Concern Over GE Spreads to South Africa

S.African parliament to review law on GM foods
By Brendan Boyle

CAPE TOWN, Oct 15 (Reuters) - South Africa's parliament plans an urgent
discussion on whether the country has been rushed into accepting
genetically modified (GM) foods and needs to amend its laws, a senior
legislator said on Tuesday.

Gwen Mahlangu, chairwoman of the parliamentary committee on
environmental affairs, told Reuters she would convene a two-day workshop
this year to review the country's legislation on GM food production and

"We are concerned both about the health and safety aspects of using GM
products and about the consequences for our international trade," she

A number of South Africa's neighbours, facing severe food shortages,
have raised fears over GM food aid. Zambia has conducted its own tests
and will decide next week if it is fit for humans.

Mahlangu said the legislation that has allowed South Africa to pioneer
the use of GM crops in the region was prepared by the apartheid
government and rushed into law months after the election of the first
democratic government.

"In 1994 it was just too soon for the new government to be able to apply
their minds adequately to the new legislation. If we feel the
legislation was rushed, we need to bring back public participation and
amend the laws," she said.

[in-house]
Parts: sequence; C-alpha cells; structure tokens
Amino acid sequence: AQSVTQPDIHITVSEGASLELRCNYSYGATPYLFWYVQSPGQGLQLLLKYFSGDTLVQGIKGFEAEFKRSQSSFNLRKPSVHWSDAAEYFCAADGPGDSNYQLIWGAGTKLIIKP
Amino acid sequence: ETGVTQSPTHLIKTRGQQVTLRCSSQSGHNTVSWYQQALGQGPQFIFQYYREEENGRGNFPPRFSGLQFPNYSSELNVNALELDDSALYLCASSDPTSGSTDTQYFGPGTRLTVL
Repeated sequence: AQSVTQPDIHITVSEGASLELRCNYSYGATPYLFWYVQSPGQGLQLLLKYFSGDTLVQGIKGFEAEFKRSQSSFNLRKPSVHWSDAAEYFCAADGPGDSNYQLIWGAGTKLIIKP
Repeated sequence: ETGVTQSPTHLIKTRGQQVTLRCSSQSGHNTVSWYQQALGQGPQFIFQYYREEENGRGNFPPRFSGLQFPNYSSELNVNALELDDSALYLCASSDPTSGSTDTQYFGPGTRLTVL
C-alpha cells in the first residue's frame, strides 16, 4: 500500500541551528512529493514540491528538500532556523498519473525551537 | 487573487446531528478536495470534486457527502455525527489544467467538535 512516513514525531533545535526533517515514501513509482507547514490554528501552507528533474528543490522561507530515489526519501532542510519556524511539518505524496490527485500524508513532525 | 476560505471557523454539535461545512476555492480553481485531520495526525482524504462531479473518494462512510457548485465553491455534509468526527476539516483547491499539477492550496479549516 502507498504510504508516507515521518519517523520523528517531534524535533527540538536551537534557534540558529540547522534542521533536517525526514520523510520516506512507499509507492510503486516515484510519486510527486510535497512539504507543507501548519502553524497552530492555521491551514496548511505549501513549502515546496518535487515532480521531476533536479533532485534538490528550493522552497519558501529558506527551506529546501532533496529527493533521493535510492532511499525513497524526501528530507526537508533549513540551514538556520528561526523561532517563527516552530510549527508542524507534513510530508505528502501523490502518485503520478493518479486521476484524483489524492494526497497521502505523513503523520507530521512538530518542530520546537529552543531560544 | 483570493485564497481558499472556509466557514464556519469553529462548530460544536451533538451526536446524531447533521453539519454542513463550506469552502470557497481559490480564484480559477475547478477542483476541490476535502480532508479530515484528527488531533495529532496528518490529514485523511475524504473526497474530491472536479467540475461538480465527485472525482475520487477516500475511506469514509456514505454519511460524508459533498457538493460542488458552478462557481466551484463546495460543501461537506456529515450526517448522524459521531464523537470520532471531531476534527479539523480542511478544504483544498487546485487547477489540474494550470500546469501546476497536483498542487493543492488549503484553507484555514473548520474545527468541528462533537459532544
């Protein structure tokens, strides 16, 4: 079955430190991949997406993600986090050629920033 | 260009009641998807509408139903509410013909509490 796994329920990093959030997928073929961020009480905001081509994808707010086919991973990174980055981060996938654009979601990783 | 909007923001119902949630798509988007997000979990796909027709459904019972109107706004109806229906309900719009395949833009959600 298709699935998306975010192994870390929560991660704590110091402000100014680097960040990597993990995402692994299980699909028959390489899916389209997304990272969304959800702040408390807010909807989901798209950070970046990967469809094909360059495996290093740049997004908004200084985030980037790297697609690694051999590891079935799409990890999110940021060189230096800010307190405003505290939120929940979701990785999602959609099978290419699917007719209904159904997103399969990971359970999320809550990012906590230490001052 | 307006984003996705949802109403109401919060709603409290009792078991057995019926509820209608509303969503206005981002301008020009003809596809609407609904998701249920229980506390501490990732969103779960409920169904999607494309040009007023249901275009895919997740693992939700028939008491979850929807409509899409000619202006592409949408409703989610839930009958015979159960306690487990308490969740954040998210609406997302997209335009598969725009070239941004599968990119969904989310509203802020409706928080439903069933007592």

Mahlangu said submissions at a hearing of her committee earlier on
Tuesday had shown that government departments were at loggerheads over
the issue.

"What came out very sharply is that there is no certainty about what the
future holds for us if we go the route of GMs.

"We don't have the controls in place.... It is a very dicey situation
when you can't say to people what they should expect in 10 years time if
they allow GMs now," she said.


South Africa is the only member of the 14-nation Southern African
Development Community (SADC) to licence the production of transgenic
crops modified to include genetic components from other organisms that
do the job of pesticides.

Some SADC member countries have criticised South Africa for breaking
ranks with the regional opposition to GM crops. Zambia, Zimbabwe, Malawi
and Mozambique have been hesitant to accept GM grains even in the face
of a threatening regional famine.

Zambia has rejected all GM foods while the others say grains must be
milled to prevent them being used as seed and thus contaminating
existing strains.

Mahlangu said a Department of Trade and Industry official had told the
committee on Tuesday that GM grains were used only for cattle feed and
not for human consumption.

She said he was contradicted by a Department of Agriculture official who
told the committee they were also used for humans.

"If we have trade and industry as one of the parties to the monitoring
of this thing, not knowing what the crops are being used for, we face a
very serious situation," she said.

Haidee Swanby of the Biowatch environmental pressure group said the
organisation was delighted by the committee's decision.

"We really believe that the issue hasn't been researched enough, that
there has not been enough transparency in drafting the legislation.

"It's not that we think genetic engineering is something evil that must
be banned, but it is such a potentially explosive technology that we
need to go more slowly," she told Reuters.

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